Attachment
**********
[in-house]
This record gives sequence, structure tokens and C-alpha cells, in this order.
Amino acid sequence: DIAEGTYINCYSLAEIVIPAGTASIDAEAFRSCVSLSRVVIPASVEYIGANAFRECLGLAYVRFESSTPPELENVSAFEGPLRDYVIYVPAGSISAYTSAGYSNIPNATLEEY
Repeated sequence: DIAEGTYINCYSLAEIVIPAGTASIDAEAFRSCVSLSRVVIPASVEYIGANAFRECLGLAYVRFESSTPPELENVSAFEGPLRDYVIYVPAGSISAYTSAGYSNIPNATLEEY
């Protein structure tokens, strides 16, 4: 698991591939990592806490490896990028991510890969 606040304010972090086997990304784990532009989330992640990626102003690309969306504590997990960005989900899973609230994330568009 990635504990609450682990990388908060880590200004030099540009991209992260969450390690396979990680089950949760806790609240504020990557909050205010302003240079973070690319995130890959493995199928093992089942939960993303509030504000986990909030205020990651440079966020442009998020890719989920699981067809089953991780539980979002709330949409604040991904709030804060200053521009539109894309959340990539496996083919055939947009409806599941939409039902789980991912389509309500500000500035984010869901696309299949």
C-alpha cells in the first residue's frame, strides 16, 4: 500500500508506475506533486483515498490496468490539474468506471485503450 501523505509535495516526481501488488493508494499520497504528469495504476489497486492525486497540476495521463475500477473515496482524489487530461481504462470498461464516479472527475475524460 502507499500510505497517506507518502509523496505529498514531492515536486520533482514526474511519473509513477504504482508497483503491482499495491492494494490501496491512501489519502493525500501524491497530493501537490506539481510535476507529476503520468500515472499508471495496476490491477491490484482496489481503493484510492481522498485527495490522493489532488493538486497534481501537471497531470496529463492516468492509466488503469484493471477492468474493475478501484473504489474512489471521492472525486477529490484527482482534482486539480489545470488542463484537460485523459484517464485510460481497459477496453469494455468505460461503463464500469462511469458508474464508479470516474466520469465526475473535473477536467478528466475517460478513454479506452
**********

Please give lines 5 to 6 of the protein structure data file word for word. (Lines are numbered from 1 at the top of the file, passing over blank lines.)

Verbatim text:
């Protein structure tokens, strides 16, 4: 698991591939990592806490490896990028991510890969 606040304010972090086997990304784990532009989330992640990626102003690309969306504590997990960005989900899973609230994330568009 990635504990609450682990990388908060880590200004030099540009991209992260969450390690396979990680089950949760806790609240504020990557909050205010302003240079973070690319995130890959493995199928093992089942939960993303509030504000986990909030205020990651440079966020442009998020890719989920699981067809089953991780539980979002709330949409604040991904709030804060200053521009539109894309959340990539496996083919055939947009409806599941939409039902789980991912389509309500500000500035984010869901696309299949």
C-alpha cells in the first residue's frame, strides 16, 4: 500500500508506475506533486483515498490496468490539474468506471485503450 501523505509535495516526481501488488493508494499520497504528469495504476489497486492525486497540476495521463475500477473515496482524489487530461481504462470498461464516479472527475475524460 502507499500510505497517506507518502509523496505529498514531492515536486520533482514526474511519473509513477504504482508497483503491482499495491492494494490501496491512501489519502493525500501524491497530493501537490506539481510535476507529476503520468500515472499508471495496476490491477491490484482496489481503493484510492481522498485527495490522493489532488493538486497534481501537471497531470496529463492516468492509466488503469484493471477492468474493475478501484473504489474512489471521492472525486477529490484527482482534482486539480489545470488542463484537460485523459484517464485510460481497459477496453469494455468505460461503463464500469462511469458508474464508479470516474466520469465526475473535473477536467478528466475517460478513454479506452